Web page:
-- Corollary: If David Ferrer had the groundstrokes of Novak Djokovic we
may have had the closest you can get to a contender against Rafa on clay.

-- Fernando Verdasco was not at his best at this event despite his quarter final showing and 6-2,6-1 cutdown of Ferrer. But his peformance was still several levels above Ferrer's which in turn was slightly better than Maran Cilic's poor showing.

-- Fashion faux pas of the event? Well there were quite a few candidates ranging from Djoko's blue not-so-suede shoes, Oscar Hernandez's black socks on white shoes, but nothing quite so foul as Flavio Cipolla's black leathery shorts. I'm pretty sure these are the ones but am almost glad I can't find a decent pic.

This weeks Rousing Rhetoric:

Novak Djokovic - As above.

Andy Murray - Keeping in mind his self professed difficulties adjusting to the surface, a semi final loss to Rafa is not bad for your first clay court outing of the year.

Ivan Ljubicic - Another great week for the Gentle Giant, including a win over Del-Potro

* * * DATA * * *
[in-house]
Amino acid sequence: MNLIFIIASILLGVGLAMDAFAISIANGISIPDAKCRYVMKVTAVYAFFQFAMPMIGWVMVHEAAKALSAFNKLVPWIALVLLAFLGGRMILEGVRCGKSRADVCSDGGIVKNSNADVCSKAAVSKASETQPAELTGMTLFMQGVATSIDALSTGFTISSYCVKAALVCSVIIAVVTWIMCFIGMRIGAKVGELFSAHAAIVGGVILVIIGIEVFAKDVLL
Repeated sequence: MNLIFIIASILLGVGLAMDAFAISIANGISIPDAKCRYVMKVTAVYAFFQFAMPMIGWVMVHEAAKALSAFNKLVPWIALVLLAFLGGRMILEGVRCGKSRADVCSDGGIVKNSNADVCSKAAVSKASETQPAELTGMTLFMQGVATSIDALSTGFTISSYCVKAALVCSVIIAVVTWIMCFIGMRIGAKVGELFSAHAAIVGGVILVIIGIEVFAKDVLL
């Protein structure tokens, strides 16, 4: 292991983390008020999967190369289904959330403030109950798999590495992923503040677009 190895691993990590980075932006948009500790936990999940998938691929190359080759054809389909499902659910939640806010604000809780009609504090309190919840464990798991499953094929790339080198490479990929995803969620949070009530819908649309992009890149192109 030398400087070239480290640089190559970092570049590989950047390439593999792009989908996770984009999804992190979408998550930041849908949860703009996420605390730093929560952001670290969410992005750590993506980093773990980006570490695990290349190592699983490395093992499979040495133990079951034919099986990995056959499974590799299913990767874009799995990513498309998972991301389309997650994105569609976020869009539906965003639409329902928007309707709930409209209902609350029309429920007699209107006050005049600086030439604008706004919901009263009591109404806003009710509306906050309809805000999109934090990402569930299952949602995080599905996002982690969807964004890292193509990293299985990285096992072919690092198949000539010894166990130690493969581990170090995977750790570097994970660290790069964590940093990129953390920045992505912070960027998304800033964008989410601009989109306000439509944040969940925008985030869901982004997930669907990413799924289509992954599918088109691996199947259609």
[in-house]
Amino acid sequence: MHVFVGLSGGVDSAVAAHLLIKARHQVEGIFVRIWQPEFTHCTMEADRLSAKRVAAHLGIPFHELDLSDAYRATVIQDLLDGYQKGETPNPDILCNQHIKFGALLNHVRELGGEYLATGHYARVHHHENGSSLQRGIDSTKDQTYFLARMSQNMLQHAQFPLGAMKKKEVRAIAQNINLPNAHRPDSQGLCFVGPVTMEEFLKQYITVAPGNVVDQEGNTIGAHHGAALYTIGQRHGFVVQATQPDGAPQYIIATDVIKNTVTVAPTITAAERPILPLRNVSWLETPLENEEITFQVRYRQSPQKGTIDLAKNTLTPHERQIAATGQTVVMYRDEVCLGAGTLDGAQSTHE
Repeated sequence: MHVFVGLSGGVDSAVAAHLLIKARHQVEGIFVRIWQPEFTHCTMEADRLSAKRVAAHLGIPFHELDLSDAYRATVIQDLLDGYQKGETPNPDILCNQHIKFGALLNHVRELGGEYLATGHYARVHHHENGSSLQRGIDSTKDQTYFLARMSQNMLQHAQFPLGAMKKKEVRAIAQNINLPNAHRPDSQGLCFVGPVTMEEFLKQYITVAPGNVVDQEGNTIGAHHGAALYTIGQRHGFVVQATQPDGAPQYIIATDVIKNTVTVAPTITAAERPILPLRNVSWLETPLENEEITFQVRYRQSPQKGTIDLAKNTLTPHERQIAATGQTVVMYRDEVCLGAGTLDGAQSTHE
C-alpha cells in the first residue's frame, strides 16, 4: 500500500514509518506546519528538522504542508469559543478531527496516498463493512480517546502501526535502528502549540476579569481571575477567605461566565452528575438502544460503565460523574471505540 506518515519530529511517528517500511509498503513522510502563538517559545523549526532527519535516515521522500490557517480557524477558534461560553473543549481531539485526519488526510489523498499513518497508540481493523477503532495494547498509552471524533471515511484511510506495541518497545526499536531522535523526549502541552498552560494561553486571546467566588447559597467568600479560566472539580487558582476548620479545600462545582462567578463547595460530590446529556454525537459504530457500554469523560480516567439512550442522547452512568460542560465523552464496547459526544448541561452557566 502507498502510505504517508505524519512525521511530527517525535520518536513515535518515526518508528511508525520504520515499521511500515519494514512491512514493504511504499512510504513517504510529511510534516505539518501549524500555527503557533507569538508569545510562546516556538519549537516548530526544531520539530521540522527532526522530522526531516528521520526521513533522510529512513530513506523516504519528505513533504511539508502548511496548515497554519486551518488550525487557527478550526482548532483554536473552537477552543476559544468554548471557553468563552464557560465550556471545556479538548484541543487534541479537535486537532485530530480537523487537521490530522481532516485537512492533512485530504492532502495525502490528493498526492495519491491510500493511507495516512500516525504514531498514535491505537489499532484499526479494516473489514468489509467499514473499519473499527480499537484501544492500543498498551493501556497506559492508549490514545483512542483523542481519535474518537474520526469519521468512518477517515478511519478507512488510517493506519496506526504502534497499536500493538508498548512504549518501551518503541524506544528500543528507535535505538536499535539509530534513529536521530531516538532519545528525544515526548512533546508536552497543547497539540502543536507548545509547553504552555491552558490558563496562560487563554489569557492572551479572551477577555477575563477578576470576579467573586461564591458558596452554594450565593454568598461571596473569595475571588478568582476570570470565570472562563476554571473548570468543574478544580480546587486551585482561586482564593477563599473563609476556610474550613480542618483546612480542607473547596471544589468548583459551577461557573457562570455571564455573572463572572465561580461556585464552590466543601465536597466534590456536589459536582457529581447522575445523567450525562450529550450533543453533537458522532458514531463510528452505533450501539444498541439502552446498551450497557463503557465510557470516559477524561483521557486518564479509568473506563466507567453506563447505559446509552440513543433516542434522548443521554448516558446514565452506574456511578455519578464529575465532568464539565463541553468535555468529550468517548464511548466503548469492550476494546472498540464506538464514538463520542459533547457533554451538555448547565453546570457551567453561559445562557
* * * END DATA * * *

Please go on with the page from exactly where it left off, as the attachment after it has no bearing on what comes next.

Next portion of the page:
Andreas Beck - First Masters quarter final for a guy more familiar with the Futures circuit, and for looking remarkably similar to someone I went to school with.

This week's
Idle Gossip:

David Ferrer - I know he went out to Ferdasco, but there's something quite disgraceful about a 6-2,6-1 scoreline from a top tier clay courter.

Ernests Gulbis - Beginning to lose faith in young Ernie - nothing wrong with a first round loss to someone as experienced as Kohlschreiber but there's been too many similar losses these months gone by.

Tommy Robredo - I don't normally come down so heavily on anyone possessing a single handed backhand, but I'm beginning to think his best is far behind him.